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Another weapon for Aaron Rodgers could put Packers back on top

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Nelson: We want the best for Eddie (0:56)

Packers WR Jordy Nelson reacts to coach Mike McCarthy's comment that RB Eddie Lacy must lost weight and return next season in better shape. (0:56)

GREEN BAY, Wis. -- Almost immediately following what some viewed as the changing of the guard in the NFC North -- the Minnesota Vikings’ Week 17 win at Lambeau Field that ended the Green Bay Packers’ four-year run atop the division -- an NFL scout offered this warning to anyone who dared write off Aaron Rodgers & Co.:

“They had their worst year offensively, and they were still playing for the division [title] on the last week of the year,” the scout said. “They’ll get [Jordy] Nelson back next year, and I bet they add a weapon or two in the offseason.”

It’s true, the Packers fielded their worst offensive team in the Mike McCarthy era, ranking 23rd overall and 25th in passing. Still, they managed a 10-6 regular season -- just one game worse than Minnesota's best season since 2009.

And they were once again ravaged by injuries, Nelson’s preseason torn ACL being the biggest one, yet still they were one of the last eight teams playing on divisional playoff weekend.

If you believe Nelson and those who watched him rehab his knee, he should return as good as (if not better than) ever. The coaches still are high on young receivers Ty Montgomery (who did not play after Week 6 of his rookie year because of an ankle injury) and Davante Adams (who had a disappointing second season). And then there’s Jared Abbrederis and Jeff Janis, who barely got on the field in the regular season yet produced in last weekend’s overtime loss at Arizona.

You’d expect a different Eddie Lacy after McCarthy set an ultimatum by calling him out for being overweight and then firing his position coach, Sam Gash. With Lacy heading into a contract year, it’s reasonable to expect he will play more like he did in his first two years, when he put up consecutive 1,100-yard seasons, than he did in 2015 with just 758 yards.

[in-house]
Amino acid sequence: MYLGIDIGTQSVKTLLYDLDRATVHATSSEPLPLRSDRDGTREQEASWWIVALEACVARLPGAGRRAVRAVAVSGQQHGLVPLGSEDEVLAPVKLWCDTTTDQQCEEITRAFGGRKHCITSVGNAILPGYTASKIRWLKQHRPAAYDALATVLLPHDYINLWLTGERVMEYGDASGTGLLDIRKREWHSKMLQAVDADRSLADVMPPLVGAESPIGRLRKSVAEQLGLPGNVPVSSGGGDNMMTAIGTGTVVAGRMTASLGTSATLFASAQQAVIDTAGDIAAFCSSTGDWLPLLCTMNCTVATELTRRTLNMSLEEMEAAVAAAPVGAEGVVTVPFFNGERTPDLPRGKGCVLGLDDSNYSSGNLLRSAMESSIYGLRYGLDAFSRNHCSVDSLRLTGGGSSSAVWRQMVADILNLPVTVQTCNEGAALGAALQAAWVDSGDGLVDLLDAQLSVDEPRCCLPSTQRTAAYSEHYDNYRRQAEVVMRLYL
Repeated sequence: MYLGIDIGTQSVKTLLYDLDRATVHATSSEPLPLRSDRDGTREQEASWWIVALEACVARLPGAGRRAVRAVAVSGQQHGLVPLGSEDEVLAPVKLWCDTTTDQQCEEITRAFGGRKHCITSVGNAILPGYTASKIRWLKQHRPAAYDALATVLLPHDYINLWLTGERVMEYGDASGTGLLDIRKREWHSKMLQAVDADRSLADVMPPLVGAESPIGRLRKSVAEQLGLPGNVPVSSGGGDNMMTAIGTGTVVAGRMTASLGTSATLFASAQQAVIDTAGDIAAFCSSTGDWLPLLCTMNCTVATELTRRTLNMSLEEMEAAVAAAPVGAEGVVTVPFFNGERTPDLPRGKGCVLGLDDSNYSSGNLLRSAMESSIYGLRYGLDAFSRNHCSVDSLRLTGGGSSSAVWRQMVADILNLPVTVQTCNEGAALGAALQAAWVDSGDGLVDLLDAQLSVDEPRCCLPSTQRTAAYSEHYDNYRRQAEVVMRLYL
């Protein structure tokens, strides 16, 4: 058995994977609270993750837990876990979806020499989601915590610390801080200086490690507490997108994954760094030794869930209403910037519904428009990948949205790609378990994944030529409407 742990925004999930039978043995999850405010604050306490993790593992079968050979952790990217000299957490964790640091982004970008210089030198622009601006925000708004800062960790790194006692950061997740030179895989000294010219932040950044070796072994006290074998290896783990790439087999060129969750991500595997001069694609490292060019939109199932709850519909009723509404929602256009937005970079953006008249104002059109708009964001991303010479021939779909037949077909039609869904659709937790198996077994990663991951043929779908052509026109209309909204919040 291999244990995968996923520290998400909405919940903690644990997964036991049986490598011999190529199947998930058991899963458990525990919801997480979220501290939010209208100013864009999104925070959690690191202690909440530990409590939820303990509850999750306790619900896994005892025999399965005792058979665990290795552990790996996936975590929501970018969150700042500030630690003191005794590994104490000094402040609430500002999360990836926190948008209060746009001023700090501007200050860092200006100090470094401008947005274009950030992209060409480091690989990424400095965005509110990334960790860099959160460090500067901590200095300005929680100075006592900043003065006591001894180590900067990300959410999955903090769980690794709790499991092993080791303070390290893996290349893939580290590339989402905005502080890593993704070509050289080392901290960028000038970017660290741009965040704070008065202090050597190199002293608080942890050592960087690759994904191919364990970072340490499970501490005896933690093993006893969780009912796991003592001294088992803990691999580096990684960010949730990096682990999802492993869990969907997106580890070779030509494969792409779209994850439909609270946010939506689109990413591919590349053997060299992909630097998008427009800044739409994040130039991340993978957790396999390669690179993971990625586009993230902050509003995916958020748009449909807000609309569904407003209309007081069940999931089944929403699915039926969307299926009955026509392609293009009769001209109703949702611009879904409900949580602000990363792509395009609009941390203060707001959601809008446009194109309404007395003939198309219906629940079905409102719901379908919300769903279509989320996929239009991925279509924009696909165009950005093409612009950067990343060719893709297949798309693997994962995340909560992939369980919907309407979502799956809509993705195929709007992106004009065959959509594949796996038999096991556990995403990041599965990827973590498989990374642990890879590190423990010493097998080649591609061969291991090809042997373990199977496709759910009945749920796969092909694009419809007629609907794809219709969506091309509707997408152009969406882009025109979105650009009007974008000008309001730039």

And if the scout was right and the Packers give Rodgers another weapon, say a stretch-the-field tight end, that could be the final piece necessary to return the offense to what it was just two years ago, when Rodgers won his second MVP.

Based on what McCarthy said at his season wrap-up news conference, it sounds like he will urge general manager Ted Thompson to find one.

“Philosophically, to me, to have a successful passing game you have to have big targets that can run through the middle of the field -- whether it’s a tight end, whether it’s a big receiver,” McCarthy said. “You look at the production of Jordy when he went inside [to the slot position], now you’re dictating to the defense what coverage they can play to you. When you don’t have that element or the element to complement that, you see what we saw this year.”

Sure, it’s reasonable to look at the Packers, who won their lone Super Bowl with Rodgers five years ago, and conclude that their window is closing.

However, this team is just a year removed from an NFC Championship Game appearance, and it finally has a defense good enough to win a title as long as the offense reclaims its place among the NFL’s best.

“We won, what, 10 regular-season games this year?” Packers defensive back Micah Hyde said. “Won a playoff game. But man, this has been the toughest winning season I’ve ever been a part of. Week in and week out, win or lose was brutal, and I really don’t understand it. I don’t know if it was just the mentality that we should be doing better than what we were or the whole outside world saying we should’ve beat this team by more or stuff like that.

“I think all that adversity we had this year is going to help us out in the future. We thought it was going to give us a longer playoff run, but it came to an end.”

As McCarthy said in wrapping up the season, the Packers were “a successful football team this year; we just did not reach the level of success that we wanted to attain.”

A 10-6 record and a playoff win might not be a sign of a decline but rather a remarkable accomplishment in a so-called down season.

“You look back and reflect, and it was a tough year,” veteran kicker Mason Crosby said. “We had to battle a lot and kept working. You can’t teach that kind of stuff. You can’t put that into people through words. The group we have here is special. Obviously every year at this time it’s hard because you’re looking around and you’re like, ‘What is this team going to look like next year?’

“It could look different but hopefully we come back next year, and it’s that same tenacity and that same desire. If you have that, you’re going to win games and be successful. You just have to hope everything falls into place a little bit differently.”